Monday, October 10, 2022

What's the Plan Now?

 Now that one rental house is sold, I technically have enough money in the bank to retire with a $2,000/month allowance until I am old enough to access my 401K. There are a few things that make me hesitate to take the plunge though. 

1) My job has been work-from-home since Nov. 2019. I really like the convenience and so do my dogs.

2) Inflation. Now doesn't seem like a good time to stop adding to my savings.

3) The wobbly stock market. Very hard to watch the dips but I am still investing new money.

4) Health insurance. I am in the process of getting a tooth replaced. Can a handle a big medical/dental bill if I stop working? Plus, my nephew is on my health insurance for another 3 years.

5) My propensity to spend money on new hobbies and habits. I bought a lottery scratcher ticket for the first time. Spent $10, won $10. I should probably stop while I've broken even. The local horseback riding business has a "buy 6 rides, get 1 ride free". That's a goal I would like to reach but at $50/hr. I probably shouldn't. On the other hand, if I can't afford a "fun money" category in my budget, I don't think I should retire yet. 

 And there are a few things that make me want to quit the full time job now.

1) Time is not unlimited.

2) Both of my parents died from dementia related issues after years of ill health in their 70's. 

3) How much money do I really need? Is it worth the trade-off?

4) Peer pressure from my friends in the 55+ community where I live even though I am only 50.

For now, I will keep working and do a few little things like weekend trips. First trip: Lockhart, Texas to visit my sister. She visits me twice a year (ok, so my house is kind of on the way to her vacation destinations) and I have never seen her house or met her dog. I am also stopping in Houston and dragging my college roommate with me. I haven't seen her in over 5 years and it is my turn to visit. It will be just like old times only a little grayer, with reading glasses.

After that, I want to go to Spokane, Sacramento, Portland, maybe Cincinnati, and Hungary. I am lucky that my nephew is willing to be my house and dog sitter. Hopefully he won't have too much trouble although all of my dogs are old, half blind, and prefer if someone accompanies them out to the yard.

One of my old dogs barking at the road runner who was pecking the glass.

It's even more fun to make plans now that I am closer to my goals. My dad retired at 55. I definitely need to retire before that! Maybe 54. 


Dave said...

Good to see you making a deep-dive post about your early retirement plans. I'd like to help you out, as someone who has gone through my own decision process when I was 45.

Your not having a commute (i.e. working from home since 2019) is definitely a good reason to hesitate making an early retirement.

High inflation can be a big if not silent enemy to those considering retirement or already retired.

Relying too much on a wobbly stock market can also impede a good early retirement.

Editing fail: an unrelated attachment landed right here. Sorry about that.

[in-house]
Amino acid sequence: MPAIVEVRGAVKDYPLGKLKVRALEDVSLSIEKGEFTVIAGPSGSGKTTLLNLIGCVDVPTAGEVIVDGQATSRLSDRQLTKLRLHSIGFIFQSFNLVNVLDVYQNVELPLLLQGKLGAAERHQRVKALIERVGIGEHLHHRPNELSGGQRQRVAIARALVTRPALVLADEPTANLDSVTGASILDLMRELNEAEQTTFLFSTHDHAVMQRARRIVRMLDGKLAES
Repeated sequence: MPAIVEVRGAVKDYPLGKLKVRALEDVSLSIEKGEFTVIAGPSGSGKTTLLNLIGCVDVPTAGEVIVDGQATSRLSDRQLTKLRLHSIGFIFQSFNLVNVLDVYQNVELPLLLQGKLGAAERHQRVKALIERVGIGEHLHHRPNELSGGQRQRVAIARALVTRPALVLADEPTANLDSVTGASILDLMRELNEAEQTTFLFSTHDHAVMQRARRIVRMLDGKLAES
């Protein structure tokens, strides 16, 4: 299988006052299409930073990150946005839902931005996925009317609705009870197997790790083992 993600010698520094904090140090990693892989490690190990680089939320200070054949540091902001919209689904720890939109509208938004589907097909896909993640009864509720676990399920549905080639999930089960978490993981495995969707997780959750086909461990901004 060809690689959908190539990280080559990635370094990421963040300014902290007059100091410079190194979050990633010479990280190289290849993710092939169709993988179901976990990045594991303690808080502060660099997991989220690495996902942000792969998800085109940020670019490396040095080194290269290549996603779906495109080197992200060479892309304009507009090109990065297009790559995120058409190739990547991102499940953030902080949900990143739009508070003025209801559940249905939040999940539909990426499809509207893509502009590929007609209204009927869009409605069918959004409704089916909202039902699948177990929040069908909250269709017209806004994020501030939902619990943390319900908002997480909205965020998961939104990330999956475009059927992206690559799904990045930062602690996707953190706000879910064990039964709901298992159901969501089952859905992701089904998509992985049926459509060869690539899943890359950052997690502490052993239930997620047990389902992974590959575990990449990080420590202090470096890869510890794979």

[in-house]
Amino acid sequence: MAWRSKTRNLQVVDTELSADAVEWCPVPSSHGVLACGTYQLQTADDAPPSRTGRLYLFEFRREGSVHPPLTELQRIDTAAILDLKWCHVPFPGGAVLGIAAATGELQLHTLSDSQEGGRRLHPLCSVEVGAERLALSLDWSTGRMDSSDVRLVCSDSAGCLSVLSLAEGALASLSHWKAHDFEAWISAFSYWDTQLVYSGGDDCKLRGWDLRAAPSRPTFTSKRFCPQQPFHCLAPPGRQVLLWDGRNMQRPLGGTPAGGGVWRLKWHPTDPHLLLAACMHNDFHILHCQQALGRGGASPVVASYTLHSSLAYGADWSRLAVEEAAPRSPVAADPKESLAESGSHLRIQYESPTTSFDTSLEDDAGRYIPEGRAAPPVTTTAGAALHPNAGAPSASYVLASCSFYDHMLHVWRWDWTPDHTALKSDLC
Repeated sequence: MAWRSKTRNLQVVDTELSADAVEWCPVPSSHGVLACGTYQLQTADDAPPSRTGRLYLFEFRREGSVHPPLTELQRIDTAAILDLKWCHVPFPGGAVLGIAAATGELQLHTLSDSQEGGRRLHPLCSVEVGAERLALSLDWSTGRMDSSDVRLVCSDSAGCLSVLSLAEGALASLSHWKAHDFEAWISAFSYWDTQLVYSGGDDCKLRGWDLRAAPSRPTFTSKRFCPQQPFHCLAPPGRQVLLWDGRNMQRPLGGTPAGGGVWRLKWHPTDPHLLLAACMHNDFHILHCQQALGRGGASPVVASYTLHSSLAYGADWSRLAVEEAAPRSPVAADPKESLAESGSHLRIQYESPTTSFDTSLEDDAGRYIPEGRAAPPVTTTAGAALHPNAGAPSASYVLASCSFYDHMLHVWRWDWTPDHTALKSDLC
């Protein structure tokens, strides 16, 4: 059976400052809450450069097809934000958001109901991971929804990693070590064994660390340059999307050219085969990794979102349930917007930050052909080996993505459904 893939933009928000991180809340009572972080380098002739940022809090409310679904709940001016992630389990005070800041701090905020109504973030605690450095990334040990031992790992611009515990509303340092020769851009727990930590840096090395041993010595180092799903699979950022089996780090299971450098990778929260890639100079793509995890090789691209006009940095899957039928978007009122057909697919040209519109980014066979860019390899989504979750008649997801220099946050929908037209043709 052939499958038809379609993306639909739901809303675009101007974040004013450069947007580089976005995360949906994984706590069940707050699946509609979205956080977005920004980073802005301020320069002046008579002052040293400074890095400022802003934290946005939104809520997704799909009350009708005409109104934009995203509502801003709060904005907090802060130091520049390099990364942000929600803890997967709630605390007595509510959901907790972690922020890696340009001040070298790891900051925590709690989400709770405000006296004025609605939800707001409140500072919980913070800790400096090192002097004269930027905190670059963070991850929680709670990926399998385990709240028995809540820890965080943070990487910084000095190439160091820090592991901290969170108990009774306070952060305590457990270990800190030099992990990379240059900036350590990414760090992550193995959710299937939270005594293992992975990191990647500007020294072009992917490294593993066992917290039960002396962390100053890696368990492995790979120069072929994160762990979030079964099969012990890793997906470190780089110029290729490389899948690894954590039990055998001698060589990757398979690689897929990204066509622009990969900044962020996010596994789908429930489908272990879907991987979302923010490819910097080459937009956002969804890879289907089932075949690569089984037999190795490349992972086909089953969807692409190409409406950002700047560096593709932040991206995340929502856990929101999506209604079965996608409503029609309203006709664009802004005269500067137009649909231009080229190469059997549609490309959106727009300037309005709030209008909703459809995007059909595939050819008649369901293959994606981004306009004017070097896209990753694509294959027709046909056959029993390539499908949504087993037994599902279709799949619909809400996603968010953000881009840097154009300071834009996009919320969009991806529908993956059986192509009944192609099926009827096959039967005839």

With health insurance, there is the Affordable Care Act (ACA) and its premium subsidies which can greatly lower your health insurance costs. Managing your income becomes the goal here, something I have been doing for the last 8 years on an ACA plan. You may be able to get discounted dental insurance through the ACA but that could vary from state to state.

Two conditions I included in my ER plan were (1) include a buffer or cushion into my budget to cover smaller, unforeseen expenses, and (2) there would be no change to my everyday lifestyle.

Another thing I was glad to see in your plan was an implied splitting of your overall plan into two parts - the first part getting to a certain age (60?) when you can start accessing currently unavailable assets such as your IRA. Social Security would not be far behind that. My overall ER plan made the same split - getting from age 45 to age ~60 (I am nearly 60 now) using only my non-retirement assets, then start having access to my "reinforcements" such as my IRA, Social Security, and frozen company pension.

Can you generate $2,000 a month in investment income without touching principal? That was my income goal, more or less, and I have been able to stick to it.

I would be happy to discuss this further off line if you like.

Big Sis said...

It was so much fun having you visit! I just now walked my property and saw that the electric company had cut my fence and put up a cross wire without letting me know. Huh. No wonder Nova was taking a VERY long time to come back home after wandering...
You are welcome anytime. Maybe I'll have the guest cottage done by then and you can be the first visitor!

Daizy said...

Hi Dave, glad to hear you are able to make your finances work despite the wobbly market. At this time, I would have to dip into principle for things like travel or home improvement. If I wait until I am 55 I will be much better off. I do like the security of knowing that I could survive a lay-off without much trouble.